I have a quote that I always remind my son, Austin (and sometimes myself) of any time we get down in the elk woods, or at home:
Nobody said life would be easy, they just promised it would be worth it.” – Harvey MacKay.
And in a hunters life, it is so worth it!
As the shadows grew long on that warm September evening, Austin and I crept into position. The night before, we had located a bull that would only bugle an hour after dark. I explained to him that since it was early in the season, the bull was probably still in his summer pattern and would probably be in the same area this evening during shooting light. All we had to do was place ourselves in the “red zone” and hold our cards tight until just the right moment. Then, with just enough calling to peak his interest, he might drop in to see who his new neighbors are. After waiting for the sun to fade from the tree tops and the thermals to suck our scent downhill, I began calling VERY sparingly. Less than 15 minutes into our routine, a young 5-point bull quietly emerged 20 yards from Austin! “SHOOT”, I kept thinking to myself as I waited for his bow to go off, but the bull faded away just as silently as he had approached. Austin explained that the 4-foot tall ferns were covering the bull’s vitals and no shot was presented. Good choice, Austin.
Hunting with kids can test the patience of any hunter, but it’s something I’ve been waiting for since the day I heard I was going to be a dad. I’ve noticed the things I find second-nature in the elk woods, are often something that needs to be explained more than once before they sink in 100% with the kids. I know I’ve told Austin several times, “Draw your bow when the bulls vision is obstructed by trees or brush.” This fall, in another set-up, a bull came in quickly and caught Austin off-guard at about 3 yards! He had set up right behind a giant hemlock tree and he couldn’t see the bull running straight up the ridge to us until it was too late. Instead of letting the bull pass and drawing his bow when he was clear of the elk’s peripheral vision, he continued waiting for the bull to walk behind a tree. It never happened, and I had the hapless bull in my lap- AND I DIDN’T HAVE A TAG! No matter how many scenarios we had talked over, the one that we failed to discuss was the one we had happen. That’s the fun part of elk hunting, though. No matter what you set out expecting, it can change in a heartbeat.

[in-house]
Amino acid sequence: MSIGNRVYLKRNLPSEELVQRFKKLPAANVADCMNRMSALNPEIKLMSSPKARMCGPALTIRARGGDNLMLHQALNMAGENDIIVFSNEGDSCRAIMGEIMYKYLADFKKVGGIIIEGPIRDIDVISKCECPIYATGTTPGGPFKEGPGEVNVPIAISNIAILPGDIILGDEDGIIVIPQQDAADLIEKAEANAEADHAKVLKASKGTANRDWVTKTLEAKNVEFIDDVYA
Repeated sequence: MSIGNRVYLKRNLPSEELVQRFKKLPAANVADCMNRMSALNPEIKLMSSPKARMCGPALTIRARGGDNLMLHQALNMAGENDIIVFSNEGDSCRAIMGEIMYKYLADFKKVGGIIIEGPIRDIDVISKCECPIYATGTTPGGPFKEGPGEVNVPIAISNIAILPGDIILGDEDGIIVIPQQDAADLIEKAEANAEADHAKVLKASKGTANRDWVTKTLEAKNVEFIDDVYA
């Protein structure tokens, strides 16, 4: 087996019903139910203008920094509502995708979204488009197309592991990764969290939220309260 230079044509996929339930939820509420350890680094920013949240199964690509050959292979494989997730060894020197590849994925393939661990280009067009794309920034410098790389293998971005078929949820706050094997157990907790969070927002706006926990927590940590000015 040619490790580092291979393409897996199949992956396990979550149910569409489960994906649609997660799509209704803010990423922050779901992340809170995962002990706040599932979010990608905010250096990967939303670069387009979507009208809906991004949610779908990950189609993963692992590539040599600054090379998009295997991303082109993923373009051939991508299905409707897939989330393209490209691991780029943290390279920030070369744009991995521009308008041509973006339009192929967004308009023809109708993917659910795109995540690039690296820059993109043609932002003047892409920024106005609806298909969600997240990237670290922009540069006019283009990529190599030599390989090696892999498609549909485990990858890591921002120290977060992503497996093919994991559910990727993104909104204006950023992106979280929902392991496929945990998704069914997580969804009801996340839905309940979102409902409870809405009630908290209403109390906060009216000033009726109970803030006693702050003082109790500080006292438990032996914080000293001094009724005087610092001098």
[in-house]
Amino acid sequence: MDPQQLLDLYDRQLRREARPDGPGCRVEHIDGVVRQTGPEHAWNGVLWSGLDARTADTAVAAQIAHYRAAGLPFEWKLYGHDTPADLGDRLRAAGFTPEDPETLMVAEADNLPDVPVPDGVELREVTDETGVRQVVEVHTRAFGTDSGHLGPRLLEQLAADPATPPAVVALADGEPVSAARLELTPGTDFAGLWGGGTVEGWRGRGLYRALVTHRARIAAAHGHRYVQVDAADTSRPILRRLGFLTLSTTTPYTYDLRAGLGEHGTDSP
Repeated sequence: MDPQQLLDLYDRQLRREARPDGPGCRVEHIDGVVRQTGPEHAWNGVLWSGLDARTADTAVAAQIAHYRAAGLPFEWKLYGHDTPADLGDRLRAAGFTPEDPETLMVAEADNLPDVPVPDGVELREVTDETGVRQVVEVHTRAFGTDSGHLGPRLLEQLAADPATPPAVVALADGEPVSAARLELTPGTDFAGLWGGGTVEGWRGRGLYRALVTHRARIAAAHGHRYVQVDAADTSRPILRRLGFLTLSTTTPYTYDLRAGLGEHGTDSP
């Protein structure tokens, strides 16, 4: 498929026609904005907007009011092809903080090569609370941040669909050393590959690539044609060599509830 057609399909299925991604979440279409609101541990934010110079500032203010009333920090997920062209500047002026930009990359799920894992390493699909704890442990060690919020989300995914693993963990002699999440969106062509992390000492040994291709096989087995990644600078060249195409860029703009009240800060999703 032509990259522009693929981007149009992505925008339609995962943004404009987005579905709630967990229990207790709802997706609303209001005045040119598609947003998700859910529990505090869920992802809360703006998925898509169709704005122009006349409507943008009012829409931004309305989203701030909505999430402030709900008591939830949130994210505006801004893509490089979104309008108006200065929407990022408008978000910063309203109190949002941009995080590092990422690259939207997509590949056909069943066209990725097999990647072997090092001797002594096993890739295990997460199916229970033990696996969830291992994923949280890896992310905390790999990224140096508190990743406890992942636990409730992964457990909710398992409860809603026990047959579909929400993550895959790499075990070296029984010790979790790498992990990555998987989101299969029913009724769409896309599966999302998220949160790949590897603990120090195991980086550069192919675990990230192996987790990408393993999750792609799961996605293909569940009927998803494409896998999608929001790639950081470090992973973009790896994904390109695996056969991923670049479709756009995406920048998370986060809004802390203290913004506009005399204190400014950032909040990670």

There are also the hunts that end with a blood trail to a downed elk. Finally, after all the struggle and sacrifice – there’s success! These are the moments that are quite surreal. It is an emotional and sometimes confusing time for a young hunter to feel the high of killing a bull elk, but also the sadness of taking the life of a creature so wild. The pride and sense of accomplishment of a father or mentor at this time is hard to match, even with our own best personal accomplishments.
Regardless of whether the hunt ends with high fives over a mountain monarch or the sharp pain of blowing it when you have been so close to notching a tag, you can be sure the memories will last a lifetime for you and the young hunter. And that is why elk hunting is so addicting to young and old alike.